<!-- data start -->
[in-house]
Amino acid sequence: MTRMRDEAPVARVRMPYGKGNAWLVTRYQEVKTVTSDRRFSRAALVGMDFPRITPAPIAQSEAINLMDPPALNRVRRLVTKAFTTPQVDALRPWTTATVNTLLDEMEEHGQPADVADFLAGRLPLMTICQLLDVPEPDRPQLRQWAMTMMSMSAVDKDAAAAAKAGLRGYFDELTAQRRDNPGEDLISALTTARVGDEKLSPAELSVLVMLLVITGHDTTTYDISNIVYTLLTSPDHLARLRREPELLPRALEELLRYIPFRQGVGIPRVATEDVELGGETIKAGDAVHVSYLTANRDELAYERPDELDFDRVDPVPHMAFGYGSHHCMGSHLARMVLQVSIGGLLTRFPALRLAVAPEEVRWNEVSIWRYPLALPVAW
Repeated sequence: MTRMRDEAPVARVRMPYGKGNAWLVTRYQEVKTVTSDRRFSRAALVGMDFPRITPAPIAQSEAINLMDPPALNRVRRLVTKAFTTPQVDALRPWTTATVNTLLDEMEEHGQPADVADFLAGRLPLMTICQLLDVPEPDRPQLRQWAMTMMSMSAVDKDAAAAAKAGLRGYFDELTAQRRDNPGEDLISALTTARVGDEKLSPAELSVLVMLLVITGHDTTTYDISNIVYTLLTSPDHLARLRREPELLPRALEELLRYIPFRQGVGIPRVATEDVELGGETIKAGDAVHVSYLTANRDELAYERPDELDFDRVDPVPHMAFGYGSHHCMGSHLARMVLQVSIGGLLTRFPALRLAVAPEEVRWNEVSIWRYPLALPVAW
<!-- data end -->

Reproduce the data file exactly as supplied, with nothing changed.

[in-house]
Amino acid sequence: MTRMRDEAPVARVRMPYGKGNAWLVTRYQEVKTVTSDRRFSRAALVGMDFPRITPAPIAQSEAINLMDPPALNRVRRLVTKAFTTPQVDALRPWTTATVNTLLDEMEEHGQPADVADFLAGRLPLMTICQLLDVPEPDRPQLRQWAMTMMSMSAVDKDAAAAAKAGLRGYFDELTAQRRDNPGEDLISALTTARVGDEKLSPAELSVLVMLLVITGHDTTTYDISNIVYTLLTSPDHLARLRREPELLPRALEELLRYIPFRQGVGIPRVATEDVELGGETIKAGDAVHVSYLTANRDELAYERPDELDFDRVDPVPHMAFGYGSHHCMGSHLARMVLQVSIGGLLTRFPALRLAVAPEEVRWNEVSIWRYPLALPVAW
Repeated sequence: MTRMRDEAPVARVRMPYGKGNAWLVTRYQEVKTVTSDRRFSRAALVGMDFPRITPAPIAQSEAINLMDPPALNRVRRLVTKAFTTPQVDALRPWTTATVNTLLDEMEEHGQPADVADFLAGRLPLMTICQLLDVPEPDRPQLRQWAMTMMSMSAVDKDAAAAAKAGLRGYFDELTAQRRDNPGEDLISALTTARVGDEKLSPAELSVLVMLLVITGHDTTTYDISNIVYTLLTSPDHLARLRREPELLPRALEELLRYIPFRQGVGIPRVATEDVELGGETIKAGDAVHVSYLTANRDELAYERPDELDFDRVDPVPHMAFGYGSHHCMGSHLARMVLQVSIGGLLTRFPALRLAVAPEEVRWNEVSIWRYPLALPVAW